5 Frequently Asked European River Cruise Questions
Q. Why Should I take a river cruise?
A. A river cruise is, in our opinion, the best way to experience Europe–there is just so much to see! The ships are small and comfortable, and the crew and staff are friendly. Most river cruise lines have good food and wine. Unlike ocean cruises, there is a clear upfront price that includes most of the expenses of the trip–food, wine & beer, excursions, accommodations, snacks, destination talks, free Wi-Fi, and usually local entertainment. There are no inside cabins–all have a view. With all that is included, it is a good value for the money!
Q. What is the size of a rivership?
A. There are basically 2 sizes of river cruise ships. River cruise ships have some limitations in width & height. To fit under bridges, they generally have only 3 decks. All are usually 38 feet wide. The big difference is their length. There are two types. First are: Longships which are 443 feet (135 m). The second are 360 feet long, and they are known as 110 m Class Ships. River boats are limited in size to insure they will fit into the various locks on European rivers. How the limited space is used on the vessel is an important factor in your choice of which company to use.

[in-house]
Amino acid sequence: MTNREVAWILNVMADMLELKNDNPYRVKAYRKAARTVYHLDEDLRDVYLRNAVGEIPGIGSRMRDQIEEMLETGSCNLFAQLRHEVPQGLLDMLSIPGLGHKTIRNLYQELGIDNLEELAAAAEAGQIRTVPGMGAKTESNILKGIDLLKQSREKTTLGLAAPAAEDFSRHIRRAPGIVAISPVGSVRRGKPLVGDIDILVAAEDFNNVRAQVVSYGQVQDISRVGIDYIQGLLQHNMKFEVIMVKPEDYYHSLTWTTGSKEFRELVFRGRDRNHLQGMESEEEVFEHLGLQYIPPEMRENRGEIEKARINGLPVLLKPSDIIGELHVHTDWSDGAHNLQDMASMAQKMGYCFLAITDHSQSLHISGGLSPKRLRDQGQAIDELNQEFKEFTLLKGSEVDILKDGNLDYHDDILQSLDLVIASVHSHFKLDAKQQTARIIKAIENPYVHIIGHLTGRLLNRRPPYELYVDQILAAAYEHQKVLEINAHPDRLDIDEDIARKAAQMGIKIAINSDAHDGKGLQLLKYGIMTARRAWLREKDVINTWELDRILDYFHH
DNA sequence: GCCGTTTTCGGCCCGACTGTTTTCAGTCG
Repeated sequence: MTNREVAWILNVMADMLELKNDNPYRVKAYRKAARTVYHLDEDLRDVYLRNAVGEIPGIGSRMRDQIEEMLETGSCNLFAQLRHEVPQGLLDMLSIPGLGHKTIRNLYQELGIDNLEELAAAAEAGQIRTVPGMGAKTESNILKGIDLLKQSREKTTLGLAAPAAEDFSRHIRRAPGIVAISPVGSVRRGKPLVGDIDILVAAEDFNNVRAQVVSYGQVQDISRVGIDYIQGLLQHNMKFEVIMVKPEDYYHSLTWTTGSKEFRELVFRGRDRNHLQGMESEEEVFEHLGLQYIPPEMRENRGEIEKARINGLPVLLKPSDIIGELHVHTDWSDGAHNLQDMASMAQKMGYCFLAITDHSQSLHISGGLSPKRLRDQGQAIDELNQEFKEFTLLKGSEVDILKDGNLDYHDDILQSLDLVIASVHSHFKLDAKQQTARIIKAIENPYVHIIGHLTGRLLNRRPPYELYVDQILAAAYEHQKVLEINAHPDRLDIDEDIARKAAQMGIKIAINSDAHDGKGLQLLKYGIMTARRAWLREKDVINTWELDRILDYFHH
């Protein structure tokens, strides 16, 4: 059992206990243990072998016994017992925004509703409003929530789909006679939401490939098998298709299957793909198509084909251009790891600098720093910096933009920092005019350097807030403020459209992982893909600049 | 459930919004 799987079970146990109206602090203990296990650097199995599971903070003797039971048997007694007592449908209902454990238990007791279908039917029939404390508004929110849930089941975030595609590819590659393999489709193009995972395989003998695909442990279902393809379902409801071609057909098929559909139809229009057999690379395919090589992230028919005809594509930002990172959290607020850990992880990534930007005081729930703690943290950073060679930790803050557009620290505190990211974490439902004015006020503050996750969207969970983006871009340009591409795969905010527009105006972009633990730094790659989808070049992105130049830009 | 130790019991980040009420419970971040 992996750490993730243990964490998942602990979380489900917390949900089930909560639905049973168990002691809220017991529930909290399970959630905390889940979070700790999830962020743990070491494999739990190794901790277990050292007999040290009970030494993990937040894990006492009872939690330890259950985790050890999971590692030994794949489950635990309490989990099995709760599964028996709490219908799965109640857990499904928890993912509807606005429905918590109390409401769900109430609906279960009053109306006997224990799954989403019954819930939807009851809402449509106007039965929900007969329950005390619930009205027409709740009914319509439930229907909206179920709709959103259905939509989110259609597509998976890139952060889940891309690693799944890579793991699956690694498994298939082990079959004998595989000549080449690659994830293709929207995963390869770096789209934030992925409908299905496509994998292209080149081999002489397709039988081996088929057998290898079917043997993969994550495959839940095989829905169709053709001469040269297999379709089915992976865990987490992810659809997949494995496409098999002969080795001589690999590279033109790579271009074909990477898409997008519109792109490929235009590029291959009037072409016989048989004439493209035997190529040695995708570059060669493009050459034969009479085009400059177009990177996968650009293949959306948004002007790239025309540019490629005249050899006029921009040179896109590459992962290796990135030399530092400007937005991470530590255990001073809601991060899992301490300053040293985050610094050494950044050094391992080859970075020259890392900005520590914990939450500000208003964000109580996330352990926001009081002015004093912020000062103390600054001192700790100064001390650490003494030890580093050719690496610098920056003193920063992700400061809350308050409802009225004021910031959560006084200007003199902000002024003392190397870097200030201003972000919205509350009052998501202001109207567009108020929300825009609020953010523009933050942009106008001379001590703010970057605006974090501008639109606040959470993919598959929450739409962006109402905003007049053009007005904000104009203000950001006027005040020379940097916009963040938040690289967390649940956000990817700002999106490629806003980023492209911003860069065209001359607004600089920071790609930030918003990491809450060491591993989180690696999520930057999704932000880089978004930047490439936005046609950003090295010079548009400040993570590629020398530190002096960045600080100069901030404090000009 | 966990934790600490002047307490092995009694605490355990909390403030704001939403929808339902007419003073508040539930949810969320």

Q. Why is river boat ship length important?
A. One of the real subtle differences in river cruising is what the cruise line has on board their ships. For accommodations, this includes number of passenger cabins, what is in the cabin & views from the cabin. Unlike Ocean Cruising, there are no inside cabins, but there is a significant difference in window size & balconies. On board facilities & equipment is another factor that should be considered.
Q. What is the dress code?
A. River cruising is casual. No formal wear is required. For the dinner meal, most men wear slacks and a nice shirt. Some men will wear a sports coat–maybe a tie for the Captain’s dinner, but it is not required or even expected. Maybe the best way to define the dress code is casual elegant for dinner and comfortable day time wear during the day.
Q. What are meals like?
A. Breakfast and lunch often include a self-service buffet and an option to order from a set menu. There is a full-service dinner with complete waiter service on most cruise lines. The dinner meal is at a set time and often lasts an hour and a half or more. The dinner menu varies between different river cruise lines, as some offer several choices while others have limited selections and may even serve all guests the same meal without any choice. There are no reserved tables, so it is most common you will be sharing your meal with others. The better river cruise lines include beer & wine for lunch and dinner. Some cruise lines have better food than others–according to the Berlitz River Cruising in Europe guide book, AMAWaterways has the best food. It is also our choice for the best food. Some lines have more than one dining facility and offer specialty dining options, which may be available to all guests or restricted to a certain cabin category. There usually is not an extra charge for these dining options.